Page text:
Students find on-campus adventure
Instructor Anita Behrbaum helps a student harness up. Photo by Mark Clark.
PE 113 – Group Dynamic Activities is an unconventional class, to say the least. The one-credit class runs from 8 a.m. to 5 p.m. for one weekend and it takes place in a shady grove. Throughout the weekend, students work together to complete all types of challenges and team activities, from human puzzles to a cable 30 feet above ground.
“Some students don’t know anything about the course when they sign up,” explained Physical Education instructor Anita Behrbaum, who has been teaching the course for 19 years. “When we walk them out to the ropes course, they look up and say, ‘what did I just get myself into?’”
Originally built in the 1980’s, Green River’s ropes course has expanded with added elements and activities. The ropes course features more than a dozen elements, three of which are 35-40 feet from the ground. The perch gives students the opportunity to use climbing gear and a belay team to climb to the top of a 35-foot pole and jump to a suspended trapeze. The high platform consists of a horizontal log catwalk and a cable crossing between trees 40 feet above the course.
Students work together to complete a low element challenge. Photo by Mark Clark.
The first day of class focuses on building trust through teambuilding exercises, ‘people puzzles,’ and low element activities. Students learn to trust their classmates and themselves. The second day advances to high elements and activities. “The students are ready to challenge themselves to whatever level they are comfortable with,” explains Behrbaum.
Instructors emphasize “challenge by choice.” Ultimately, students choose how far out of their comfort zones they are willing to go.
Some students are ready to try everything without much fear or anxiety, while for others, the challenge could be simply climbing the 12 foot ladder or climbing halfway up to the perch. All activities are extremely safe with specific safety protocols, but overcoming perceived fears and believing in one’s ability is the challenge.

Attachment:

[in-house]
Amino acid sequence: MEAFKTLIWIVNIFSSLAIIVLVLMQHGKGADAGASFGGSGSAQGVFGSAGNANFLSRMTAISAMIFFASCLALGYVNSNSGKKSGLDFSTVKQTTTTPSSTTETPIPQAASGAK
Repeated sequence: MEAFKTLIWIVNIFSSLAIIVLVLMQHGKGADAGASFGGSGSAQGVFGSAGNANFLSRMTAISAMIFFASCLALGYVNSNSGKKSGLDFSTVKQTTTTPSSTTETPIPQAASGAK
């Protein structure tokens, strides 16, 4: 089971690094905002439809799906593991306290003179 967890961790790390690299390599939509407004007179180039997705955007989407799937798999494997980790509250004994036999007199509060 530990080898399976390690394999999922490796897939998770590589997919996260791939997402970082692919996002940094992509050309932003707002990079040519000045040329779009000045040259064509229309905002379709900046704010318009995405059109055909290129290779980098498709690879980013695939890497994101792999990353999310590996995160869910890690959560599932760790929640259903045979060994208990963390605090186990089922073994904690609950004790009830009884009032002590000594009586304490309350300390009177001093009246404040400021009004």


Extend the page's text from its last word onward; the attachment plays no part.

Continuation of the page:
After each exercise, the class meets in a circle and processes the activity. The students volunteer their own feedback to each other, and occasionally the instructor guides the conversation when needed.
Processing after each activity teaches the class social lessons. “Through the class, students learn what makes a successful team,” Behrbaum explains. “They identify their own expectations and learn tolerance and respect for the expectations and perspectives of their classmates.”
A student leaps from a pole to a trapeze. Photo by Mark Clark.
Consequently, students experience the adventure of a lifetime but leave the course having learned lifelong lessons. “I thought that the course was such a great tool to teach us about working together and overcoming common goals,” explained Katelynn Prater, who took the course fall quarter, 2013. “I learned a lot about myself and became acquainted with other students well beyond a normal classroom atmosphere.”
Mark Maitland, an inspector for Project Adventure, inc. visits challenge courses all over the country. He was struck by Green River’s unique course. “The challenge course at Green River College is tucked away in one of the many little oases around campus,” Maitland remarked. “The location is just steps away from parking, roads and buildings but feels like it could be deep in the wilderness due to the towering aspect of the trees that are utilized.”
Taking risks and making self-discoveries together underneath a canopy of trees builds a special bond between everyone present. “Sometimes I see my students on campus after the class ends. It’s a completely different ‘hi,’ one that always comes with a big smile,” explains Behrbaum. “It says, I saw you, I know what you did.”